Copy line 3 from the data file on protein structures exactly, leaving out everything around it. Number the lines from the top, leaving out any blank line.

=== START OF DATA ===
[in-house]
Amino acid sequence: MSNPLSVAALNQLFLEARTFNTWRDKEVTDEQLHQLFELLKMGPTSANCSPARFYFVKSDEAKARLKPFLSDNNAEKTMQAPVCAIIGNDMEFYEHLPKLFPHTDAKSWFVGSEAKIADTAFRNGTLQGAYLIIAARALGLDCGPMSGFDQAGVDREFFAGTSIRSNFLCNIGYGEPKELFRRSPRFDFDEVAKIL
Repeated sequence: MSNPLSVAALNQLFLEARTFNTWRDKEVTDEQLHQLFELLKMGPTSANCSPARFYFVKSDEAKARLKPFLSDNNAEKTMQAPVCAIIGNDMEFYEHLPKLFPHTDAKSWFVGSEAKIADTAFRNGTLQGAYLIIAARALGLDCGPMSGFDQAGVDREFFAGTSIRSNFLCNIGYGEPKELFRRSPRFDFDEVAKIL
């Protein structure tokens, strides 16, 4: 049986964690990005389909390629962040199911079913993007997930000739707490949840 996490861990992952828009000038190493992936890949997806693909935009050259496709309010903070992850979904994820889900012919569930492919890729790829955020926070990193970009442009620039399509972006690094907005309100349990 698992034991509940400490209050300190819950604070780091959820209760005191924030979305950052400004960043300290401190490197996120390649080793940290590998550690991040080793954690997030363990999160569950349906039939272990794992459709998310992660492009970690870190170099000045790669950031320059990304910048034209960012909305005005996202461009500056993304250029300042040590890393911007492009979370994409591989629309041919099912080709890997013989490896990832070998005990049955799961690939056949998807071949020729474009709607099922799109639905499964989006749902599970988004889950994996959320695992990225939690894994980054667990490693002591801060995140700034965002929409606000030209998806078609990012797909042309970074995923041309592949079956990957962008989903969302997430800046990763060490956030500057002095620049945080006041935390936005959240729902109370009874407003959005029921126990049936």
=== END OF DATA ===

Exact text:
Repeated sequence: MSNPLSVAALNQLFLEARTFNTWRDKEVTDEQLHQLFELLKMGPTSANCSPARFYFVKSDEAKARLKPFLSDNNAEKTMQAPVCAIIGNDMEFYEHLPKLFPHTDAKSWFVGSEAKIADTAFRNGTLQGAYLIIAARALGLDCGPMSGFDQAGVDREFFAGTSIRSNFLCNIGYGEPKELFRRSPRFDFDEVAKIL